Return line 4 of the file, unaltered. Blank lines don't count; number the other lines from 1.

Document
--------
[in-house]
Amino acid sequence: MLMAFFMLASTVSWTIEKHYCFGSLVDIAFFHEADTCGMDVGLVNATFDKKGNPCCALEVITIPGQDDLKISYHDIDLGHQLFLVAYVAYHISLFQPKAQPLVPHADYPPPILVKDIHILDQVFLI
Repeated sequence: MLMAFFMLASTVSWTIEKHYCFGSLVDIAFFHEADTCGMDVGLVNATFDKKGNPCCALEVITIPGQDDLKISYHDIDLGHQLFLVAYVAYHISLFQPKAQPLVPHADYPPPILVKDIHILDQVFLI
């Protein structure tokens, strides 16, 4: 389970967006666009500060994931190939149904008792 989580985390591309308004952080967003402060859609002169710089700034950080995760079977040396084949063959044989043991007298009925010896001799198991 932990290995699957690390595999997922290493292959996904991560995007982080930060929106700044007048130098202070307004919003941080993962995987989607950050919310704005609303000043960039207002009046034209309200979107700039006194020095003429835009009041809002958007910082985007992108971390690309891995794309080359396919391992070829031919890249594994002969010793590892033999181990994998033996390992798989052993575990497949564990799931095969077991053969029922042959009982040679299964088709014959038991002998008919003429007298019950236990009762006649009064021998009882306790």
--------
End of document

């Protein structure tokens, strides 16, 4: 389970967006666009500060994931190939149904008792 989580985390591309308004952080967003402060859609002169710089700034950080995760079977040396084949063959044989043991007298009925010896001799198991 932990290995699957690390595999997922290493292959996904991560995007982080930060929106700044007048130098202070307004919003941080993962995987989607950050919310704005609303000043960039207002009046034209309200979107700039006194020095003429835009009041809002958007910082985007992108971390690309891995794309080359396919391992070829031919890249594994002969010793590892033999181990994998033996390992798989052993575990497949564990799931095969077991053969029922042959009982040679299964088709014959038991002998008919003429007298019950236990009762006649009064021998009882306790």